Study: Double discounts confuse consumers

A U.S. study showed that consumers often are unable to determine the true cost of goods when confronted with a "double discount."

For example: You're walking by a store window and you see a sign that offers a product at 20 percent off the original price, plus an additional 25 percent off the already reduced sale price.

How much is the discount?

Researchers said consumers often mistakenly believe the total discount is 45 percent off the original price when, in fact, the true discount is 40 percent.

"Retailers frequently use the strategy of double discounts for their regular promotions or to induce customers to open a credit card account with them," said researchers Allan Haipeng Chen of the University of Miami and Akshay Rao of the University of Minnesota. "Such errors in peoples' judgments of the net effect of multiple price discounts ... have implications for a variety of marketing settings including advertising, promotion, pricing, and public policy."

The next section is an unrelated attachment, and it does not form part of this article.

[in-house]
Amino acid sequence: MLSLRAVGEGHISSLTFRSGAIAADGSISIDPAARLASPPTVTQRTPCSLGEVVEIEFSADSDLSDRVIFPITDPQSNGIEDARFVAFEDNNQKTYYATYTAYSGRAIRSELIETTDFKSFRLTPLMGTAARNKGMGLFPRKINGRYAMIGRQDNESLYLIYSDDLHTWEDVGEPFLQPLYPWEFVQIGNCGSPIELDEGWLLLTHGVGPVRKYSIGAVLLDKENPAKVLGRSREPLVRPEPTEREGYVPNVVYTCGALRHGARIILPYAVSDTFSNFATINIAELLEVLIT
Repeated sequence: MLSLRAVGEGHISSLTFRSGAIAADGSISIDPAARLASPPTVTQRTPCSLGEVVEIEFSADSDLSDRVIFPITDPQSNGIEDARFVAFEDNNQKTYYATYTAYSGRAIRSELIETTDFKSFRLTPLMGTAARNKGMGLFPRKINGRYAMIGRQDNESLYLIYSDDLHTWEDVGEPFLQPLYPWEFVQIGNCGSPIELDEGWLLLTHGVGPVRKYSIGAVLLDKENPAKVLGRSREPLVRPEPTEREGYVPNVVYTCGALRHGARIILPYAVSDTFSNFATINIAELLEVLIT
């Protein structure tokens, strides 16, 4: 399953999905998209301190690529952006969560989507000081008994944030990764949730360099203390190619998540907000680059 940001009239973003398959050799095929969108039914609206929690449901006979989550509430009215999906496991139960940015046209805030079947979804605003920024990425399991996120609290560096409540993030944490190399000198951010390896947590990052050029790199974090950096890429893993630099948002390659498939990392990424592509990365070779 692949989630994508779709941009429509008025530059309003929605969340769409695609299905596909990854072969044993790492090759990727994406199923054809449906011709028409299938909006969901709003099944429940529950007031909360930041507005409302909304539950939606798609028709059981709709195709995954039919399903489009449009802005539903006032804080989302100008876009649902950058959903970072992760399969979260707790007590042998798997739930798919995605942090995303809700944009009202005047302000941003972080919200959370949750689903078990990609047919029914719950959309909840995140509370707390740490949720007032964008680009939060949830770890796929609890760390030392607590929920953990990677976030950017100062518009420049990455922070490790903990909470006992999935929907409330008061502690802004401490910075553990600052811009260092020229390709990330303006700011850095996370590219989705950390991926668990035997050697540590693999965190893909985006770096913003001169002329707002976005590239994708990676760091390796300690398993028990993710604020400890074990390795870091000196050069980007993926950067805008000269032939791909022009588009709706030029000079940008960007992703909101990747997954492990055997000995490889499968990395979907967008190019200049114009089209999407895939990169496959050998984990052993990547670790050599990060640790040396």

The study, reported in the Journal of Consumer Research, explored why consumers frequently believe a double discount is a better deal than a single discount of the same total magnitude.

Copyright 2007 by United Press International


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Citation: Study: Double discounts confuse consumers (2007, September 13) retrieved 19 July 2019 from https://phys.org/news/2007-09-discounts-consumers.html
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